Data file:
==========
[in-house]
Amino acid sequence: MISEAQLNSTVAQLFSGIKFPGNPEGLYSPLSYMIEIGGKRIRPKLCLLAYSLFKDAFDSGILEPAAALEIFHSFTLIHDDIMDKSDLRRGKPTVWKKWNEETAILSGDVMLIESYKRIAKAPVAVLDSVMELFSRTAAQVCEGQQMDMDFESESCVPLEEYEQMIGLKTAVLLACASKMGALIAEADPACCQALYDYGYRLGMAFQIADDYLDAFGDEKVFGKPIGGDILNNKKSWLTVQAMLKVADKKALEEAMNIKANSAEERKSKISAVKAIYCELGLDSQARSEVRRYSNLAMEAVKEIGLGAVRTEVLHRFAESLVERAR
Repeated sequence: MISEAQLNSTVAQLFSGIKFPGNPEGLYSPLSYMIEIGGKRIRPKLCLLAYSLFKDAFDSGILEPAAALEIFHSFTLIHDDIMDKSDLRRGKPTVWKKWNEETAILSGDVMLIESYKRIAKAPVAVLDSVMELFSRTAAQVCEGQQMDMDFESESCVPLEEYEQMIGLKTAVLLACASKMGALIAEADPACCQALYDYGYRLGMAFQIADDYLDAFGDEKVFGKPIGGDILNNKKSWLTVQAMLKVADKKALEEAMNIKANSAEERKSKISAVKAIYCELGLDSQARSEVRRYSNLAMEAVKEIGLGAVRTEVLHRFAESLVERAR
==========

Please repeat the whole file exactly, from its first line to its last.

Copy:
[in-house]
Amino acid sequence: MISEAQLNSTVAQLFSGIKFPGNPEGLYSPLSYMIEIGGKRIRPKLCLLAYSLFKDAFDSGILEPAAALEIFHSFTLIHDDIMDKSDLRRGKPTVWKKWNEETAILSGDVMLIESYKRIAKAPVAVLDSVMELFSRTAAQVCEGQQMDMDFESESCVPLEEYEQMIGLKTAVLLACASKMGALIAEADPACCQALYDYGYRLGMAFQIADDYLDAFGDEKVFGKPIGGDILNNKKSWLTVQAMLKVADKKALEEAMNIKANSAEERKSKISAVKAIYCELGLDSQARSEVRRYSNLAMEAVKEIGLGAVRTEVLHRFAESLVERAR
Repeated sequence: MISEAQLNSTVAQLFSGIKFPGNPEGLYSPLSYMIEIGGKRIRPKLCLLAYSLFKDAFDSGILEPAAALEIFHSFTLIHDDIMDKSDLRRGKPTVWKKWNEETAILSGDVMLIESYKRIAKAPVAVLDSVMELFSRTAAQVCEGQQMDMDFESESCVPLEEYEQMIGLKTAVLLACASKMGALIAEADPACCQALYDYGYRLGMAFQIADDYLDAFGDEKVFGKPIGGDILNNKKSWLTVQAMLKVADKKALEEAMNIKANSAEERKSKISAVKAIYCELGLDSQARSEVRRYSNLAMEAVKEIGLGAVRTEVLHRFAESLVERAR